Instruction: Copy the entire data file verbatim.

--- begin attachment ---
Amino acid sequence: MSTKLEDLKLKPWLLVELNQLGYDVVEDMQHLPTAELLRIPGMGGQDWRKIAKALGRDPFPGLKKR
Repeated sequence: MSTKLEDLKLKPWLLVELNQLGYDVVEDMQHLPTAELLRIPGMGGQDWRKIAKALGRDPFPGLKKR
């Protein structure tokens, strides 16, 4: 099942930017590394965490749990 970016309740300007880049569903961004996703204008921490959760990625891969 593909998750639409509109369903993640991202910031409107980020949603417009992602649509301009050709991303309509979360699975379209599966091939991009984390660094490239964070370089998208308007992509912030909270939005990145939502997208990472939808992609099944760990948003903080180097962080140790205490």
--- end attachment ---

Amino acid sequence: MSTKLEDLKLKPWLLVELNQLGYDVVEDMQHLPTAELLRIPGMGGQDWRKIAKALGRDPFPGLKKR
Repeated sequence: MSTKLEDLKLKPWLLVELNQLGYDVVEDMQHLPTAELLRIPGMGGQDWRKIAKALGRDPFPGLKKR
């Protein structure tokens, strides 16, 4: 099942930017590394965490749990 970016309740300007880049569903961004996703204008921490959760990625891969 593909998750639409509109369903993640991202910031409107980020949603417009992602649509301009050709991303309509979360699975379209599966091939991009984390660094490239964070370089998208308007992509912030909270939005990145939502997208990472939808992609099944760990948003903080180097962080140790205490």